Day 15

Km: 155.3
Max: 56.1
Ave: 22.9
Time: 6:47
Weather: 24, clouds, clearing afternoon
Favorite Sign: Chateauvillain
Highlight: D107 scenic route
Towns: Chatillon, Chateauvillain, Sevenay, Nogent, Montigny, Martigny, Contrexville, Vittel
Fav Food: pain complet- whole grain bread


Location ItemLocalUS$
Camp Shop2 yogurt, choc bars, cookies 30FF
Casinotuna, fig cookies, bananas 18
Patisseriepain complet 8
Le Petit Chefpasta au gratin, Vittel, cafe au lait 61
Vittel Campingdecent place 21.6
Totals 138.623.10

Colder Morning
I don't want to complain about the cool weather, but shouldn't it be getting warmer now that it is July? I left my tights on all day today to keep my knees a little warmer. Actually got up shortly after my alarm this morning. On the road after nine or so. Put in a lot of kilometers before my siesta today.

Jens would say that a good cyclist needs good maps. I am only carrying the standard Michelin road map for all of France, but I have still managed to navigate all right. Often there are very detailed tourist maps alongside the road where one can check the details. Like today, I had an idea for a shortcut that wasn't on my map. Checked the map at Chateauvillain (whose house was this?) and found road D107. This road made my day.

D107 in Haute Marne
Perhaps it was the wind at my back. Perhaps is was the Sunday traffic. No trucks, few cars (not many cyclists either though-isn't it a weekend?). Perhaps it was the green hills and cows that reminded me of home. Anyway, this road was just great. Not only did it go exactly where I wanted to go, but it also made it there with very few uphills. I really recommend this 50km stretch of winding road. There is a nice shaded pasture off to the right just before you hit Montigny le Roi, that is where I took my siesta. Beautiful stuff.

I had a nice cool ride through the afternoon, so I had time to think. I have realized many interesting things about language during this trip. I can't speak much French, but can read it by combining my Spanish and English vocabularies. One thing I found cool is that furniture is called "moveables" in French while real estate is "immovable." In Japanese, they use the word immovable too, but furniture is just "house goods" or something like that. Somehow all of this is interesting to me.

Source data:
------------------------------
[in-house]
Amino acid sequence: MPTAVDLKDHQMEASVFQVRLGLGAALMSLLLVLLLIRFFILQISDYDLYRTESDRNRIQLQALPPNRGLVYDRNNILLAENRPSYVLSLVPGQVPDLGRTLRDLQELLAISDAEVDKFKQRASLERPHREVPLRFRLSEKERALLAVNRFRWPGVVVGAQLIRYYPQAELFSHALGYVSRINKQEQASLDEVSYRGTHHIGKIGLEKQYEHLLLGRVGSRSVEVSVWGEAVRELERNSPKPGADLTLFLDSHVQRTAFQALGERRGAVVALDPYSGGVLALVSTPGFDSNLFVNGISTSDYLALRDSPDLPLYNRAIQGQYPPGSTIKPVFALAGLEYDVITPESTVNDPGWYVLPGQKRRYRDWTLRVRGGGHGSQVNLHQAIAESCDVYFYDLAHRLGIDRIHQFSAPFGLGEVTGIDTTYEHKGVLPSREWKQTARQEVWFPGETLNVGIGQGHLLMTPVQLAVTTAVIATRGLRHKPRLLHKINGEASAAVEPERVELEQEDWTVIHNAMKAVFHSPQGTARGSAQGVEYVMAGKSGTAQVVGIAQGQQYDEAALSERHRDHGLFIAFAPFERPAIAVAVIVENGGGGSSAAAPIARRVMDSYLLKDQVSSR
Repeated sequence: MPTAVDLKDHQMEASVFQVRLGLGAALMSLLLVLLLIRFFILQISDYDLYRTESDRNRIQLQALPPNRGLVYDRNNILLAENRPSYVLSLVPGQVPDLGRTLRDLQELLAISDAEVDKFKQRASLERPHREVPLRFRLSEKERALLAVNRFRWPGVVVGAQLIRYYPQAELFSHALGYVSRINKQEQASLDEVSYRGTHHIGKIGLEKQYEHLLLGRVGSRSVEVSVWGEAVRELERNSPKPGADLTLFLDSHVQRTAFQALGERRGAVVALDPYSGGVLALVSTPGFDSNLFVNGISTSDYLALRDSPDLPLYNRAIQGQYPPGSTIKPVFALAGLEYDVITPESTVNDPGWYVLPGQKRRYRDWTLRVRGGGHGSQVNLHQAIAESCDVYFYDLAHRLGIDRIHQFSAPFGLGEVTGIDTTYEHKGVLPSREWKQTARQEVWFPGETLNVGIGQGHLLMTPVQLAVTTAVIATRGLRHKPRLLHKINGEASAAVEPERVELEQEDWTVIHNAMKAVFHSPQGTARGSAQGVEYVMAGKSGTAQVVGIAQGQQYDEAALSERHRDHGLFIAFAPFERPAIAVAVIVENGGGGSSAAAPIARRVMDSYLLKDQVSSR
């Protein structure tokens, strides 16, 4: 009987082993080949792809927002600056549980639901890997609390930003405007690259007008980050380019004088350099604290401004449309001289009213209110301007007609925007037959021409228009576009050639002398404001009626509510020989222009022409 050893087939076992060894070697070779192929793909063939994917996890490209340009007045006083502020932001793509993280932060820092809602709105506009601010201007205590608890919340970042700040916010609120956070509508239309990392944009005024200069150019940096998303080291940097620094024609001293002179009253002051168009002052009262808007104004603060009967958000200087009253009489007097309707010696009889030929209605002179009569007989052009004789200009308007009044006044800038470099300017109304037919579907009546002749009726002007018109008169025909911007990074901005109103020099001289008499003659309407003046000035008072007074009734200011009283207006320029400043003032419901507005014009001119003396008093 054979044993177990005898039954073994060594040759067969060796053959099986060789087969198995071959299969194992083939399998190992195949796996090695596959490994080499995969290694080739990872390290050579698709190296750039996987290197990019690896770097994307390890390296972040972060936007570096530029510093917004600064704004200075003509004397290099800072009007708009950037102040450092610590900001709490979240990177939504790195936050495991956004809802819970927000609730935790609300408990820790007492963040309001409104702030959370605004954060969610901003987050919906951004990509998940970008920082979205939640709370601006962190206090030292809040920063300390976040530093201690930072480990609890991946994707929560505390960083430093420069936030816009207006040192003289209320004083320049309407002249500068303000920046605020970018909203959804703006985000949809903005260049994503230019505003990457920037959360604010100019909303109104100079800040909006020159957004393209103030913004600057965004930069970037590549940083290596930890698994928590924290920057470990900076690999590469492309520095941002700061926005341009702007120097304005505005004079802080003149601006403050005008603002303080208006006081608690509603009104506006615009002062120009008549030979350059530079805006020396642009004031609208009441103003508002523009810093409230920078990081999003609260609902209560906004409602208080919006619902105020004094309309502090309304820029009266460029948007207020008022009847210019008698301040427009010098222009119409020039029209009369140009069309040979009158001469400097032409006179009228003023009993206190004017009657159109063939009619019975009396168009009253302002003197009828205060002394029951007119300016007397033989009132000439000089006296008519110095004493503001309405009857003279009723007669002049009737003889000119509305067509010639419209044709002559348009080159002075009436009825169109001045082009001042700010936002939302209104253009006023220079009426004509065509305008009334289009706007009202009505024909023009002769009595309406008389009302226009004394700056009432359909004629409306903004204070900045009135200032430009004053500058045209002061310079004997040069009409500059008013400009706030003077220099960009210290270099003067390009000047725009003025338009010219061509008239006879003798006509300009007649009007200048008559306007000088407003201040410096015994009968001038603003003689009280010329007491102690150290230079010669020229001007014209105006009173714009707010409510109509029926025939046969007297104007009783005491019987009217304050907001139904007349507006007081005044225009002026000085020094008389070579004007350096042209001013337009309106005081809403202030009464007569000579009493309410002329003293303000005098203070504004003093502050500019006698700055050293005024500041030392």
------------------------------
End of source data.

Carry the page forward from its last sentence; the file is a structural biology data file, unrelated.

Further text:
French Lesson Part II
Although I don't like a lot of traffic, it is fun to watch the cars go by here in France. Both Renault and Peugeot quit selling cars in the States about ten years ago, but these are the majority here. I guess if anyone is going to buy French cars, it is going to be French people. The auto market seems something like Japan: mostly domestic cars, plus some Benz and BMWs for the rich. My favorite is the third French car company, Citroen. These people have two classic wacky models that prove their engineers are either on the cutting edge or the edge of insanity. The new Xantia model is a little more mainstream, but I give them points for the name.

I rolled into the town of mineral water before eight. Checked into the campground and headed downtown. I found a cute little restaurant named after its Petit Chef. I had some pasta and a bottle of Vittel water. There were a couple players from the Croatian national soccer team there. Evidently the team has been practicing here between World Cup matches. I got the feeling that the townspeople enjoyed having the team around, but it just happens that the next big game is France versus Croatia. Not long till the championship.

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